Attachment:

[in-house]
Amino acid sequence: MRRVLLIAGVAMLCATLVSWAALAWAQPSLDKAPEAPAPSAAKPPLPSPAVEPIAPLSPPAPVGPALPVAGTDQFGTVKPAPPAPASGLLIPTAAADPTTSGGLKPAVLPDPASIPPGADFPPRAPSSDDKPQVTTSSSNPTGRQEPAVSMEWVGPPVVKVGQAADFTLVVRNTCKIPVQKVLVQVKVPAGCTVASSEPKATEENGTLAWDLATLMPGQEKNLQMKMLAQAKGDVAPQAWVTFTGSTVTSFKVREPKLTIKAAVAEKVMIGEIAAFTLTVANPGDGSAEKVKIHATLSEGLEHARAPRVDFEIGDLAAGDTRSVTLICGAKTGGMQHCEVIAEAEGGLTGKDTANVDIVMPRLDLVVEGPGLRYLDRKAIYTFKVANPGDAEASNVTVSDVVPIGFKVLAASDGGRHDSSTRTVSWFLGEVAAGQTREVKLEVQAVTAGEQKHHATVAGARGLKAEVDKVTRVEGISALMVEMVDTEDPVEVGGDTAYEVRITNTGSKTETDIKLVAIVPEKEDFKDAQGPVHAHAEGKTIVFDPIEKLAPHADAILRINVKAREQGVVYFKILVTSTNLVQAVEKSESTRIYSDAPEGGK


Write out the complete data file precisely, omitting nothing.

[in-house]
Amino acid sequence: MRRVLLIAGVAMLCATLVSWAALAWAQPSLDKAPEAPAPSAAKPPLPSPAVEPIAPLSPPAPVGPALPVAGTDQFGTVKPAPPAPASGLLIPTAAADPTTSGGLKPAVLPDPASIPPGADFPPRAPSSDDKPQVTTSSSNPTGRQEPAVSMEWVGPPVVKVGQAADFTLVVRNTCKIPVQKVLVQVKVPAGCTVASSEPKATEENGTLAWDLATLMPGQEKNLQMKMLAQAKGDVAPQAWVTFTGSTVTSFKVREPKLTIKAAVAEKVMIGEIAAFTLTVANPGDGSAEKVKIHATLSEGLEHARAPRVDFEIGDLAAGDTRSVTLICGAKTGGMQHCEVIAEAEGGLTGKDTANVDIVMPRLDLVVEGPGLRYLDRKAIYTFKVANPGDAEASNVTVSDVVPIGFKVLAASDGGRHDSSTRTVSWFLGEVAAGQTREVKLEVQAVTAGEQKHHATVAGARGLKAEVDKVTRVEGISALMVEMVDTEDPVEVGGDTAYEVRITNTGSKTETDIKLVAIVPEKEDFKDAQGPVHAHAEGKTIVFDPIEKLAPHADAILRINVKAREQGVVYFKILVTSTNLVQAVEKSESTRIYSDAPEGGK